Exploring the art of lying, one work at a time

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Exploring the art of lying, one work at a time


“7 Years Old” (2017) by Jin Hyo-seon is a painting that has faces of kindergarten children replaced with lollipops, symbolizing that we start lying when we enter a new community. [YOON SO-YEON]

Some people do it so much that sometimes they fail to realize that they’re even doing it, but after visiting the “Ordinary Lie” exhibition now being held at the Seoul Museum in central Seoul, the concept of lying may come across in a different light.

“Lying began perhaps at the beginning of humankind,” said Rhyu Im-sang, curator and the head of development at Seoul Museum. “Our lives are full of lying, but the effects it has on me and the relationships around me are often overlooked in our daily lives. Through the exhibition, we think about what lying truly is, and how the things we believed were true were actually lies.”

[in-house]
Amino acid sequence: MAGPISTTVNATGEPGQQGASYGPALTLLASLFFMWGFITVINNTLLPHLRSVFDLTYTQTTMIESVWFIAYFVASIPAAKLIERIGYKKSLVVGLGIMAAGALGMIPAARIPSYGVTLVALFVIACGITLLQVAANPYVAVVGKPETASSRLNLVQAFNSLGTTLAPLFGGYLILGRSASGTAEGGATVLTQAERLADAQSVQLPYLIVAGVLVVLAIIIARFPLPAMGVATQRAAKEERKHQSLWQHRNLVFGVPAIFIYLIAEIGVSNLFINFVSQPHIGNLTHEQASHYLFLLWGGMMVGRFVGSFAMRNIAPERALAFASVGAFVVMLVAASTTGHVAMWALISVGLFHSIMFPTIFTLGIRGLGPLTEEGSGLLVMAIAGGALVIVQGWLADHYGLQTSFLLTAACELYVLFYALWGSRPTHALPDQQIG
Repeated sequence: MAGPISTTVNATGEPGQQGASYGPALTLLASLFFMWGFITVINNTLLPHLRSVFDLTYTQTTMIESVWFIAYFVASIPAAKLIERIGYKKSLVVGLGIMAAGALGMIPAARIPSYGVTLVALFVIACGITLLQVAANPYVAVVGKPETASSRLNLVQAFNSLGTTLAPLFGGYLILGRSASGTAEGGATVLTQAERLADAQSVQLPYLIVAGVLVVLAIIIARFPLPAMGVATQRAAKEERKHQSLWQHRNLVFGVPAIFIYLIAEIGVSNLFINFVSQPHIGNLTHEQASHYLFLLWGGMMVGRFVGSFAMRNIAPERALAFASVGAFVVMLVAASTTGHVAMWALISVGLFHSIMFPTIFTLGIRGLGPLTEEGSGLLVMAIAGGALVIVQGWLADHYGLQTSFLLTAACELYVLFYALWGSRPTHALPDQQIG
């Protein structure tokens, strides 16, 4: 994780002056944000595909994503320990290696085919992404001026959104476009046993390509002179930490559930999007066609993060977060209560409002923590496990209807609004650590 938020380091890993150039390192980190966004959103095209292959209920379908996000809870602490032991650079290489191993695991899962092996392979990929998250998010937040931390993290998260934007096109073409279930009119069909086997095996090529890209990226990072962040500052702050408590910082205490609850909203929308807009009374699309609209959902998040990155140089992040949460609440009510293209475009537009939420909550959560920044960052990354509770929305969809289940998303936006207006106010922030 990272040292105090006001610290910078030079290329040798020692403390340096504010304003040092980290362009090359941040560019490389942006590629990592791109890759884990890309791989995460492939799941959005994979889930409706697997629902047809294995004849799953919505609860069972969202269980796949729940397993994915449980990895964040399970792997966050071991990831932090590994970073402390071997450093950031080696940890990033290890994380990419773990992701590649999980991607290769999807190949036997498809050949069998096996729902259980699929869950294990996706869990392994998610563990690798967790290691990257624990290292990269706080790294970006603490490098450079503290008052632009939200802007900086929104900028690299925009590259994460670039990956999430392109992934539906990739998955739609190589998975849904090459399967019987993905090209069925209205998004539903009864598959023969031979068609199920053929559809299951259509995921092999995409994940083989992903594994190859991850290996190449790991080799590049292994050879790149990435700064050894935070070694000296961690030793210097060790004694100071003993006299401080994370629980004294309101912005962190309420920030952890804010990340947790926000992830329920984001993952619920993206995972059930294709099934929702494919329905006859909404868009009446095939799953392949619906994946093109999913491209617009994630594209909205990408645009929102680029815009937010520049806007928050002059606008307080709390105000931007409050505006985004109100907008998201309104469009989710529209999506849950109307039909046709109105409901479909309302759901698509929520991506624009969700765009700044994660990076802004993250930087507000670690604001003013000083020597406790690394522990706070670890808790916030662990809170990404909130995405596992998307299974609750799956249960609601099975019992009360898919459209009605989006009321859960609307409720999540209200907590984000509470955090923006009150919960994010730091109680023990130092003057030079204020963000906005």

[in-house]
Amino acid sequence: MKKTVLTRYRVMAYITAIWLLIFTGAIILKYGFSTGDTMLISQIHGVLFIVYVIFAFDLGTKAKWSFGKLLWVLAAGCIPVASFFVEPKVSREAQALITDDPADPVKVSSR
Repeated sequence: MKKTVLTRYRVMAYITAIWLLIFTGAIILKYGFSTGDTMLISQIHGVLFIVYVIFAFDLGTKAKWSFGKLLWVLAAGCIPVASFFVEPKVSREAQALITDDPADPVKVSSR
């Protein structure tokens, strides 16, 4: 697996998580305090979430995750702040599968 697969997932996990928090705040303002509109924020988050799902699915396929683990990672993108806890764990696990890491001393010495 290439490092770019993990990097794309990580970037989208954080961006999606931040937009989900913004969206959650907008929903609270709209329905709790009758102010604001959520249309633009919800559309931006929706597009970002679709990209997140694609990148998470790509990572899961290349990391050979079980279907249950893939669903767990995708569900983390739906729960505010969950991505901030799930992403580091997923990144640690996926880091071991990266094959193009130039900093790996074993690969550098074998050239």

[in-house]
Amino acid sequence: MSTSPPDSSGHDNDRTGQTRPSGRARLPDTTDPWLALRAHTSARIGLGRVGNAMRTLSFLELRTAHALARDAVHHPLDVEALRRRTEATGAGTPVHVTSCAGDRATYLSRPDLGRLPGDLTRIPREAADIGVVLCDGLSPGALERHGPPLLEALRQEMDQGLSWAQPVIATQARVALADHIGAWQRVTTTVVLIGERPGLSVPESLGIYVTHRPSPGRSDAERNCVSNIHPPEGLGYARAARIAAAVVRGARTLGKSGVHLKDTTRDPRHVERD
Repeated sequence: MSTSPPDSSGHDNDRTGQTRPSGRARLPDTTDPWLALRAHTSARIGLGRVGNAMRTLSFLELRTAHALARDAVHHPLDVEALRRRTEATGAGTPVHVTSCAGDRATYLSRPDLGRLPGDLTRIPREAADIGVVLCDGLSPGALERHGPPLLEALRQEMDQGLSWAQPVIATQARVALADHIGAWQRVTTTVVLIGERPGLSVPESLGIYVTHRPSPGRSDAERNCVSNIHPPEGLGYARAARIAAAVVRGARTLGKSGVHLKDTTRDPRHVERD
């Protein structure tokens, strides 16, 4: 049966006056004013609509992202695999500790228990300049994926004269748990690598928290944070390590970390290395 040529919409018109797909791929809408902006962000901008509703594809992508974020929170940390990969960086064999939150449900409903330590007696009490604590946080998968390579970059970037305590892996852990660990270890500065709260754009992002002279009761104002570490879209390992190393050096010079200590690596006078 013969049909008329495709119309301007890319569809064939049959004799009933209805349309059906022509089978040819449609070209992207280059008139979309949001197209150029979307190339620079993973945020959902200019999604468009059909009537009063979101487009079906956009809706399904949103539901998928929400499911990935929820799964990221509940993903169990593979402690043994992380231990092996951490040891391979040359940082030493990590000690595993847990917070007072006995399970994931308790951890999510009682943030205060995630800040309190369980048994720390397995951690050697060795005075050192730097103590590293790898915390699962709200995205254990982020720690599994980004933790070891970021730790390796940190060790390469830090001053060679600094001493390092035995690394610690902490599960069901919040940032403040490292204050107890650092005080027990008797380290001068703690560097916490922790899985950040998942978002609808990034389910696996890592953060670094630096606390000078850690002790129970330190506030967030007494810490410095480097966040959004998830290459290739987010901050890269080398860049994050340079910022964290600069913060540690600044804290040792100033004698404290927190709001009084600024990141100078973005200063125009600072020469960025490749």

The exhibition takes on quite a straightforward tone, and the works are easy to grasp at first sight.

For instance, “7 Years Old” (2017) by Jin Hyo-seon is a painting that is a parody of a typical kindergarten graduation photograph taken in Korea, in which children sit in line while wearing the same uniform. The message delivered with the faces of the children replaced with lollipops is quite clear: as soon as we enter into a social system, we learn to lie.

Other works such as “One Day” (2017) by Eom Ikk Hoon and the Disney parody series by Rodolfo Loaiza are similarly straightforward with their powerful messages of lying and deception.

Yet, other works sometimes require more thought, such as with Song Yoo-jeong and her installations, “Repetition of Emotions” (2015). In Song’s work, you see white frowning faces of a person, with just one face in the middle painted yellow. The faces all look similar, but each has very subtle differences that are visible to the most delicate observations.

“When someone asks us how we’re feeling, we usually describe ourselves with one single word, like good, bad or fine. But if we look closer, our emotions aren’t just one single entity that we can easily define. We can be happy, sad and confused all at the same time. It’s a work that tells us that we need to look deeply into ourselves to understand all those feelings,” said Rhyu.

BY YOON SO-YEON [yoon.soyeon@joongang.co.kr]
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